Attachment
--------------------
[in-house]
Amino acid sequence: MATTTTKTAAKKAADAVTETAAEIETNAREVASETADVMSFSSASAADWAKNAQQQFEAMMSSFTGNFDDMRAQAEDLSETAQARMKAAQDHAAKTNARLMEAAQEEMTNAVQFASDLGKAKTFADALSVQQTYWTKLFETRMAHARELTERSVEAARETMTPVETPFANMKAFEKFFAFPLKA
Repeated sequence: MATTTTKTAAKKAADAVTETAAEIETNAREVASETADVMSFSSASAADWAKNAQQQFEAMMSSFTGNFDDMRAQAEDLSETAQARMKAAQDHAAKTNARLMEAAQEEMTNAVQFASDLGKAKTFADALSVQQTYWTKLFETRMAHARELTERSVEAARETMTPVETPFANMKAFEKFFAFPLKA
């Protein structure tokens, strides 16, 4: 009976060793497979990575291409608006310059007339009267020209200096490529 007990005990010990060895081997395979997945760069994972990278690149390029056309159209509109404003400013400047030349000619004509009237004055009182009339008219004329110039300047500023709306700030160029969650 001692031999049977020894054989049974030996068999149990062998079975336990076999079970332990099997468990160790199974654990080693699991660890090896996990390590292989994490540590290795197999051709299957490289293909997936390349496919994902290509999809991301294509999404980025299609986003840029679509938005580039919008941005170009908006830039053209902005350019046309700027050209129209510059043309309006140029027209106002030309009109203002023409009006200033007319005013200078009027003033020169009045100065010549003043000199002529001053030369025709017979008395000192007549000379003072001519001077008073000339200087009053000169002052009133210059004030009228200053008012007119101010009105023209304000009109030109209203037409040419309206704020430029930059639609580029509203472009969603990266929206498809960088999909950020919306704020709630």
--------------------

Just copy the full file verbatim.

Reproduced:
[in-house]
Amino acid sequence: MATTTTKTAAKKAADAVTETAAEIETNAREVASETADVMSFSSASAADWAKNAQQQFEAMMSSFTGNFDDMRAQAEDLSETAQARMKAAQDHAAKTNARLMEAAQEEMTNAVQFASDLGKAKTFADALSVQQTYWTKLFETRMAHARELTERSVEAARETMTPVETPFANMKAFEKFFAFPLKA
Repeated sequence: MATTTTKTAAKKAADAVTETAAEIETNAREVASETADVMSFSSASAADWAKNAQQQFEAMMSSFTGNFDDMRAQAEDLSETAQARMKAAQDHAAKTNARLMEAAQEEMTNAVQFASDLGKAKTFADALSVQQTYWTKLFETRMAHARELTERSVEAARETMTPVETPFANMKAFEKFFAFPLKA
């Protein structure tokens, strides 16, 4: 009976060793497979990575291409608006310059007339009267020209200096490529 007990005990010990060895081997395979997945760069994972990278690149390029056309159209509109404003400013400047030349000619004509009237004055009182009339008219004329110039300047500023709306700030160029969650 001692031999049977020894054989049974030996068999149990062998079975336990076999079970332990099997468990160790199974654990080693699991660890090896996990390590292989994490540590290795197999051709299957490289293909997936390349496919994902290509999809991301294509999404980025299609986003840029679509938005580039919008941005170009908006830039053209902005350019046309700027050209129209510059043309309006140029027209106002030309009109203002023409009006200033007319005013200078009027003033020169009045100065010549003043000199002529001053030369025709017979008395000192007549000379003072001519001077008073000339200087009053000169002052009133210059004030009228200053008012007119101010009105023209304000009109030109209203037409040419309206704020430029930059639609580029509203472009969603990266929206498809960088999909950020919306704020709630």